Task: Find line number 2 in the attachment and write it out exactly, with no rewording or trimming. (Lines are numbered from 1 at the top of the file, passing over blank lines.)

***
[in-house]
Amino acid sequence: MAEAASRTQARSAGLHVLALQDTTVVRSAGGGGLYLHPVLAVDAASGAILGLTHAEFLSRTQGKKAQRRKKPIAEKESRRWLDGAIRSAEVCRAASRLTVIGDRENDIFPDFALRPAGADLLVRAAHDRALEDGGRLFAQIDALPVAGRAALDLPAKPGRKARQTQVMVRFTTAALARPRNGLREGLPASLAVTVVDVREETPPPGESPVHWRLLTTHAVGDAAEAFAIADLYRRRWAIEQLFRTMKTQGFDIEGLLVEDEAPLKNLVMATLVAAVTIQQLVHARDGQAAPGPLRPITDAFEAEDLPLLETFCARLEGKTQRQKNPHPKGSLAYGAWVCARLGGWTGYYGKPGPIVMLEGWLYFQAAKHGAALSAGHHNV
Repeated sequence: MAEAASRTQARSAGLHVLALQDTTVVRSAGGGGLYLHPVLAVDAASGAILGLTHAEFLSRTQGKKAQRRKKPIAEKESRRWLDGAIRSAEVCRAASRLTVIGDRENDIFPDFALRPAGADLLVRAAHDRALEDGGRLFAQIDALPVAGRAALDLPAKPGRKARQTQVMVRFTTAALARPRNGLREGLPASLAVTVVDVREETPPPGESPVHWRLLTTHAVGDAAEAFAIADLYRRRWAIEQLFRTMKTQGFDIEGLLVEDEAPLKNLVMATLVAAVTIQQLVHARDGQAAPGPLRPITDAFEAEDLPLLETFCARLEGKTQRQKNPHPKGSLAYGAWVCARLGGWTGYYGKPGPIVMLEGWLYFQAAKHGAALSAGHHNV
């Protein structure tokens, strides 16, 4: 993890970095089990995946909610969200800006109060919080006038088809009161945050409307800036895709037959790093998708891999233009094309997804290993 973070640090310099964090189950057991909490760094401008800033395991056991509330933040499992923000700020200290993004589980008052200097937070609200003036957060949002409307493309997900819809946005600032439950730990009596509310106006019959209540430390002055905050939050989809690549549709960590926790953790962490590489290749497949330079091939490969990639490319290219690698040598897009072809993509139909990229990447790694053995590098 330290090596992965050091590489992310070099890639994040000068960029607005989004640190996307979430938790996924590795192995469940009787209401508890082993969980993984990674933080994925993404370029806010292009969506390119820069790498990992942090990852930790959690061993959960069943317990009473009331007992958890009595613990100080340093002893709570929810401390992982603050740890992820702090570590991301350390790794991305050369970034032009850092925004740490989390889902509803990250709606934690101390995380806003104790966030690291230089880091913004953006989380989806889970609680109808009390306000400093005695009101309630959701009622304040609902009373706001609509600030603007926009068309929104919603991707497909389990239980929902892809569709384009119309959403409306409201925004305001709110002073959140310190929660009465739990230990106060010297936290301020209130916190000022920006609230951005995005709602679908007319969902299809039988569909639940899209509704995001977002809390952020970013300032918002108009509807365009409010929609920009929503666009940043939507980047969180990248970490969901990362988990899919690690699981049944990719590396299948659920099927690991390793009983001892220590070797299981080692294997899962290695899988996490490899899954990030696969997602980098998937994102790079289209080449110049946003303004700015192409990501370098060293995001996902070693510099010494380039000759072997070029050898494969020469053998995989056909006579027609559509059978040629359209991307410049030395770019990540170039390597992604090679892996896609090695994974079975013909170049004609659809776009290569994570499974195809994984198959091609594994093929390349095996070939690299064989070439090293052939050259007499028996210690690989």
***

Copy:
Amino acid sequence: MAEAASRTQARSAGLHVLALQDTTVVRSAGGGGLYLHPVLAVDAASGAILGLTHAEFLSRTQGKKAQRRKKPIAEKESRRWLDGAIRSAEVCRAASRLTVIGDRENDIFPDFALRPAGADLLVRAAHDRALEDGGRLFAQIDALPVAGRAALDLPAKPGRKARQTQVMVRFTTAALARPRNGLREGLPASLAVTVVDVREETPPPGESPVHWRLLTTHAVGDAAEAFAIADLYRRRWAIEQLFRTMKTQGFDIEGLLVEDEAPLKNLVMATLVAAVTIQQLVHARDGQAAPGPLRPITDAFEAEDLPLLETFCARLEGKTQRQKNPHPKGSLAYGAWVCARLGGWTGYYGKPGPIVMLEGWLYFQAAKHGAALSAGHHNV